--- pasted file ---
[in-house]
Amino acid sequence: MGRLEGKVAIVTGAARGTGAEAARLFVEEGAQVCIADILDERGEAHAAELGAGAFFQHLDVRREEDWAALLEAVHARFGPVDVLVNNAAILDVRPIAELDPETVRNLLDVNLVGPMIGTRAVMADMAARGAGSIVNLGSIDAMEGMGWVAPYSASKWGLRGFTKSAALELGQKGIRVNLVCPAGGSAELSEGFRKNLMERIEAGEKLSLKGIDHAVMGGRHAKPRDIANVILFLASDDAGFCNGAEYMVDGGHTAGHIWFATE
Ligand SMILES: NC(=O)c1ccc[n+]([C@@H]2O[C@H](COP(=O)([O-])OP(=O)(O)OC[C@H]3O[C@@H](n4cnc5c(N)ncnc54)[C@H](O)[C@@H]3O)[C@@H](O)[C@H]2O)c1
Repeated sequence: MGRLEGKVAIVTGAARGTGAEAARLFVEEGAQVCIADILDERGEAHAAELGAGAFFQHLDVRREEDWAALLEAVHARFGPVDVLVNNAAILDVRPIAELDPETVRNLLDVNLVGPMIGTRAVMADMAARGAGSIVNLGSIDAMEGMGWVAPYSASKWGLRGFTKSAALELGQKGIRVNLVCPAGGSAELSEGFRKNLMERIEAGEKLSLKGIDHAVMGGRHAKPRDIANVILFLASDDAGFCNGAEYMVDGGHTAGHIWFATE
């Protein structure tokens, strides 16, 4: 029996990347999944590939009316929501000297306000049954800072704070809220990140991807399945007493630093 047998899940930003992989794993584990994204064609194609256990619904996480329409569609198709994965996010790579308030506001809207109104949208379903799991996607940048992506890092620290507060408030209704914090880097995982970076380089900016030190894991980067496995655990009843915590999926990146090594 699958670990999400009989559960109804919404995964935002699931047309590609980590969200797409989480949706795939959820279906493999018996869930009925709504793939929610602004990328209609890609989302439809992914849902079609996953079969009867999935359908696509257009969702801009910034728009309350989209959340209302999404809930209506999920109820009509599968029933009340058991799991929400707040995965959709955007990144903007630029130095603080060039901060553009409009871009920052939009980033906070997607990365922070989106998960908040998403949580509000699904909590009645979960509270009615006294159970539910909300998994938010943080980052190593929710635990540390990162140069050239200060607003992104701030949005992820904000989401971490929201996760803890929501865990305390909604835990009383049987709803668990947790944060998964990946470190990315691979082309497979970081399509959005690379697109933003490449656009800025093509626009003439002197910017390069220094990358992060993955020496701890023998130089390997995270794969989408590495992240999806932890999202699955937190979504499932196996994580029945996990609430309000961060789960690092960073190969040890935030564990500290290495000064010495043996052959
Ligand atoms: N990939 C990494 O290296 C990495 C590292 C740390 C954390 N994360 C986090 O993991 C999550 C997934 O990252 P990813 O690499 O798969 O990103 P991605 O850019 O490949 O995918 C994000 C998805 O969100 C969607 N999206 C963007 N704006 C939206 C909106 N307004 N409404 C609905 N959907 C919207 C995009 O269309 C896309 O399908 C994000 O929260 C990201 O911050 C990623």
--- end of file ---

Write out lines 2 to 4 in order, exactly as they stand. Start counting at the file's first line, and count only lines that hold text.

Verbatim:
Amino acid sequence: MGRLEGKVAIVTGAARGTGAEAARLFVEEGAQVCIADILDERGEAHAAELGAGAFFQHLDVRREEDWAALLEAVHARFGPVDVLVNNAAILDVRPIAELDPETVRNLLDVNLVGPMIGTRAVMADMAARGAGSIVNLGSIDAMEGMGWVAPYSASKWGLRGFTKSAALELGQKGIRVNLVCPAGGSAELSEGFRKNLMERIEAGEKLSLKGIDHAVMGGRHAKPRDIANVILFLASDDAGFCNGAEYMVDGGHTAGHIWFATE
Ligand SMILES: NC(=O)c1ccc[n+]([C@@H]2O[C@H](COP(=O)([O-])OP(=O)(O)OC[C@H]3O[C@@H](n4cnc5c(N)ncnc54)[C@H](O)[C@@H]3O)[C@@H](O)[C@H]2O)c1
Repeated sequence: MGRLEGKVAIVTGAARGTGAEAARLFVEEGAQVCIADILDERGEAHAAELGAGAFFQHLDVRREEDWAALLEAVHARFGPVDVLVNNAAILDVRPIAELDPETVRNLLDVNLVGPMIGTRAVMADMAARGAGSIVNLGSIDAMEGMGWVAPYSASKWGLRGFTKSAALELGQKGIRVNLVCPAGGSAELSEGFRKNLMERIEAGEKLSLKGIDHAVMGGRHAKPRDIANVILFLASDDAGFCNGAEYMVDGGHTAGHIWFATE